Tuesday, October 16, 2012
Di San Xian 地三鮮 (Three Treasures) Recipe, Roasted Version
Going out with vegetarians was a little difficult in Beijing, because they kept wanting to have the meat taken out of all the dishes. (I like those little crumbled bits of pork in my dry-fried string beans!) The one bright spot when dining with vegetarians was that someone always ordered di san xian 地三鮮, or “three treasures.”
The three treasures are eggplant, potato, and green pepper. They’re each stir-fried separately, then cooked together in a semi-sweet, savory sauce with a bit of darkly smoky awesomeness from the caramelized edges of the vegetables. It's one of my favorites, but it tends to soak up a lot of oil in the prep stages, so I've always worried that it was a secret calorie bomb despite being just made of vegetables. (I normally don't like to fret about calories, but China did a serious number on me, so now I play it a little more cautiously with Chinese food. (Which I honestly think may be the best food in the world.))
But then last week I was working on an article on how to roast eggplant for The Kitchn when I found myself thinking, “I have an oven now … could I roast the vegetables first instead of stir-frying them individually?” It turns out I could! I wound up using a lot less oil than normal, and it tastes just the same. (If you want a more authentic version, the instructions for that are in here, too.)
Di San Xian (Three Treasures), Roasted Version
Recipe adapted from Chunyi Zhou
Two or three medium potatoes
1 eggplant (or two small, Japanese-style eggplants)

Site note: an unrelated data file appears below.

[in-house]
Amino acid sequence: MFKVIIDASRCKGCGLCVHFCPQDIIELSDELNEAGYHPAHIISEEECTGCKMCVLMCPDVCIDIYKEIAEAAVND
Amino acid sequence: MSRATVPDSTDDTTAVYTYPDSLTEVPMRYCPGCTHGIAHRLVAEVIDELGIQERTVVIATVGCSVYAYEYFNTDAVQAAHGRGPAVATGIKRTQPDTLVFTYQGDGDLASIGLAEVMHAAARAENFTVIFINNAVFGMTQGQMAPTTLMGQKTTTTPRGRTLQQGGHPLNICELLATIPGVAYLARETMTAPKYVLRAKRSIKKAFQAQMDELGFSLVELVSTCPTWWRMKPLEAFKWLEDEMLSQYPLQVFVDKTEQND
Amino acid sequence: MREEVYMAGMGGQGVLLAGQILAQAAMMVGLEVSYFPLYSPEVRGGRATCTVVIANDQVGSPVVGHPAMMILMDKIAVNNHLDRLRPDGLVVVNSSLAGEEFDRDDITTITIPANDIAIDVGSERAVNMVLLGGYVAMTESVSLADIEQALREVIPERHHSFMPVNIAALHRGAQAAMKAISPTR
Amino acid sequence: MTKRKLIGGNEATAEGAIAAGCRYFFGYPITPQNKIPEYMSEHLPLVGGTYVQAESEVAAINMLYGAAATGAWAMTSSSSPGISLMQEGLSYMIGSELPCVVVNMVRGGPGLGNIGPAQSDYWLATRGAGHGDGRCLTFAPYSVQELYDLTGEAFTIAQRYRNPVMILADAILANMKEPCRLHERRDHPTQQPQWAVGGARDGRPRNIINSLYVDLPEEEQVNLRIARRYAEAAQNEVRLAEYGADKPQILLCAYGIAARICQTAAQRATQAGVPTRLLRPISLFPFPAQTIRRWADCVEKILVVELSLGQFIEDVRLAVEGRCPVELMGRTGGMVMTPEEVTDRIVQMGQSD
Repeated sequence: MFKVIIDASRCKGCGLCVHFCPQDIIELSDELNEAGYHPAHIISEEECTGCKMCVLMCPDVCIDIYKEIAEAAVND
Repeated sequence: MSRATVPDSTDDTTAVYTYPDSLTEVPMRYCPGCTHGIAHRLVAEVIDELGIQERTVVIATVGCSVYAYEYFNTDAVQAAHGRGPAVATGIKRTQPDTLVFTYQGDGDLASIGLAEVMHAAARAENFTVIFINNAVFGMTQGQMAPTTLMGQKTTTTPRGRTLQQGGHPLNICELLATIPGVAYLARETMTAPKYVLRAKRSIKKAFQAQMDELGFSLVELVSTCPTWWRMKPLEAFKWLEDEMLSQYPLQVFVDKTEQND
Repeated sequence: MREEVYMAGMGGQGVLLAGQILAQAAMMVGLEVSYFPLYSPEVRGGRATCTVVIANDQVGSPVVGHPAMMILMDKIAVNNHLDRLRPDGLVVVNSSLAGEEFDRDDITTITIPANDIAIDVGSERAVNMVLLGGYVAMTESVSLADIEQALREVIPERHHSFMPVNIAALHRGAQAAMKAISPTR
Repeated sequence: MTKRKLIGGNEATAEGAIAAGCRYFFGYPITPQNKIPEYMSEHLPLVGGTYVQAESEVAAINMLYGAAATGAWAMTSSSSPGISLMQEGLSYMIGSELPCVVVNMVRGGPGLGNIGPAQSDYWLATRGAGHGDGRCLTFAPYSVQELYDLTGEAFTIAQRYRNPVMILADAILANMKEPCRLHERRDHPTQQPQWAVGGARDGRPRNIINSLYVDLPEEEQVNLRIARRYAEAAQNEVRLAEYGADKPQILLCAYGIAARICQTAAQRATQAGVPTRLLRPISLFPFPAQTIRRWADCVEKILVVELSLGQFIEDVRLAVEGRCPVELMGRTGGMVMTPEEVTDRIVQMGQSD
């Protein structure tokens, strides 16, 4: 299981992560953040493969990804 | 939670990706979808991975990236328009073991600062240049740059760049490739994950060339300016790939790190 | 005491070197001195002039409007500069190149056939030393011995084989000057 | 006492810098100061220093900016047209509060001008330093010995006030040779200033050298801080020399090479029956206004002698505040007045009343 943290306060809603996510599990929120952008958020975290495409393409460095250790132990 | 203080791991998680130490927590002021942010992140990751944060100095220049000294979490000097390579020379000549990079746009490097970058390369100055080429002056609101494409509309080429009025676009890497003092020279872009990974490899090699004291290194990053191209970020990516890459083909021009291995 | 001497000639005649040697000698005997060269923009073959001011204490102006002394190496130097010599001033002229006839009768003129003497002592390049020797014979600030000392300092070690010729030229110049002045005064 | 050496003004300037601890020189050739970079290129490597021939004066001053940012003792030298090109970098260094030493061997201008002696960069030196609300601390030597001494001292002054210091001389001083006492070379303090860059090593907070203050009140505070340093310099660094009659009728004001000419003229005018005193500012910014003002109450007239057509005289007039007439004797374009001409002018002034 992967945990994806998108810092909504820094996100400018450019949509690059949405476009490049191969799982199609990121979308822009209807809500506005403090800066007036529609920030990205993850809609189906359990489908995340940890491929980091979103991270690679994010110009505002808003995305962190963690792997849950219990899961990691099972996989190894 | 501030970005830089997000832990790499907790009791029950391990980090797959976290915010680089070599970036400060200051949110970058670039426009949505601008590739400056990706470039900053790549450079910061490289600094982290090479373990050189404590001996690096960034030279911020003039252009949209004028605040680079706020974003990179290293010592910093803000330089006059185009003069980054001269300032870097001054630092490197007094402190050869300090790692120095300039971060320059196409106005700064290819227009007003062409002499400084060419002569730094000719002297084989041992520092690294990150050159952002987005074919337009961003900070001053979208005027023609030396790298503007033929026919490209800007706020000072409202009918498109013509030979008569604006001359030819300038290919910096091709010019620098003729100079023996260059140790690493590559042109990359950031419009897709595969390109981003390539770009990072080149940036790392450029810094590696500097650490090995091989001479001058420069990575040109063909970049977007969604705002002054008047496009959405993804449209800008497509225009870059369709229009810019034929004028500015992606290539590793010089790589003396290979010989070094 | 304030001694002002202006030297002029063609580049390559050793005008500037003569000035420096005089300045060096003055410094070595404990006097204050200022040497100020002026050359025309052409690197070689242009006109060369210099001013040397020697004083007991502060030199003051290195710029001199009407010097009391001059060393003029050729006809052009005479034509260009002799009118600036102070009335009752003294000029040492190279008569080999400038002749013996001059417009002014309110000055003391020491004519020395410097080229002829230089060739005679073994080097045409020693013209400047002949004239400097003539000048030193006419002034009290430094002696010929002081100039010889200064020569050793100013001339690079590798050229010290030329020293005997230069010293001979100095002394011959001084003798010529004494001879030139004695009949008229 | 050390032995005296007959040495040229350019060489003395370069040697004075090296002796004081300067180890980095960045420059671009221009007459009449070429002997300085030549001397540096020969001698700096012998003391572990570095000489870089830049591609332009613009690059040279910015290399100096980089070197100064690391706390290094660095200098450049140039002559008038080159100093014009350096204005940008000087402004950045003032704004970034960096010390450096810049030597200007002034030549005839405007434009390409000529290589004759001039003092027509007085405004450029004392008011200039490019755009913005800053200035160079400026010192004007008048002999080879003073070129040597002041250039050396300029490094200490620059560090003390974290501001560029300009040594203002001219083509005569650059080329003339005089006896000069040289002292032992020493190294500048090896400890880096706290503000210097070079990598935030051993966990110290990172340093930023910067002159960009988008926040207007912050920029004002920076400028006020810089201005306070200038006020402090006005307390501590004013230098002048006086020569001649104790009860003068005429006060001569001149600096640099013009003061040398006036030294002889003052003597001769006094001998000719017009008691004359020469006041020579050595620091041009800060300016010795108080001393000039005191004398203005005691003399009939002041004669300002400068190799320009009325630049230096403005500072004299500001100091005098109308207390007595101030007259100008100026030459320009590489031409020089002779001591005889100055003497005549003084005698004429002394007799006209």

2 green peppers (you will note mine are red. Do not adjust your monitors; the market was out of green peppers)
Kosher or sea salt
2 spring onions, white part only, diced
3 cloves garlic, sliced
Oil for cooking
2 teaspoons rice wine
1 tablespoon light soy sauce
1 tablespoon oyster sauce
¼ teaspoon salt
1 teaspoon sugar
½ cup water
Preheat oven to 400.
First, slice the potato into thin slices, slightly less than a quarter of an inch thick. (Half a centimeter is ideal, which I take as evidence of the inherent superiority of the metric system.)
Seed the peppers and cut them into 1-inch by 2-inch pieces.
Next, cut the eggplant into pieces about a centimeter thick.
I am using a medium-sized eggplant-shaped eggplant, so I cut it into slices, then into pieces about 1-inch by 1-inch.
Were I using a long, skinny, Japanese eggplant, I’d cut it into pieces as though I were sharpening a pencil. It’s a method I learned in Beijing, but I can’t demonstrate it here because I haven’t been able to find that kind of eggplant. If I find one, I’ll post about that later.
Next put the pieces of eggplant in a bowl and toss lightly in a little bit of oil, salt, and freshly ground black pepper. Do the same with the peppers and potato slices.
Spread each of the vegetables out on a baking sheet, and bake them at 400. The cooking times will vary, but you want the potatoes golden brown and delicious-looking, the eggplant soft, and the peppers' skin to be slightly wrinkled. Toss the vegetables halfway through so they get roasted evenly.
Note: For a more authentic version of this dish, pan-fry the potatoes in oil in a wok until golden, then remove them from the wok and set aside. Then do the same to the eggplant, stir-frying them until they are soft, then set them aside. Then stir-fry the green peppers for just one or two minutes, until the skin starts to brown a bit, then take them out. Then continue as written ...
Next, heat a tablespoon of oil in a wok and stir-fry the garlic and spring onion until a delicious-smelling puff of garlic and onion scent is released (it should not be browned).
Add all the vegetables to the wok.
Mix the vegetables together with the garlic and spring onion.
Gather the vegetables in the center of the pan, then pour the rice wine around the outside. Add the light soy sauce, oyster sauce, sugar, and salt and mix to combine. Gather the vegetables back into the center of the pan, and pour the half cup of water around the outside.
Cover the wok and cook for about five minutes. Then uncover the wok and mix the vegetables together.
Now it’s ready to serve. Scoop onto a plate and serve family-style.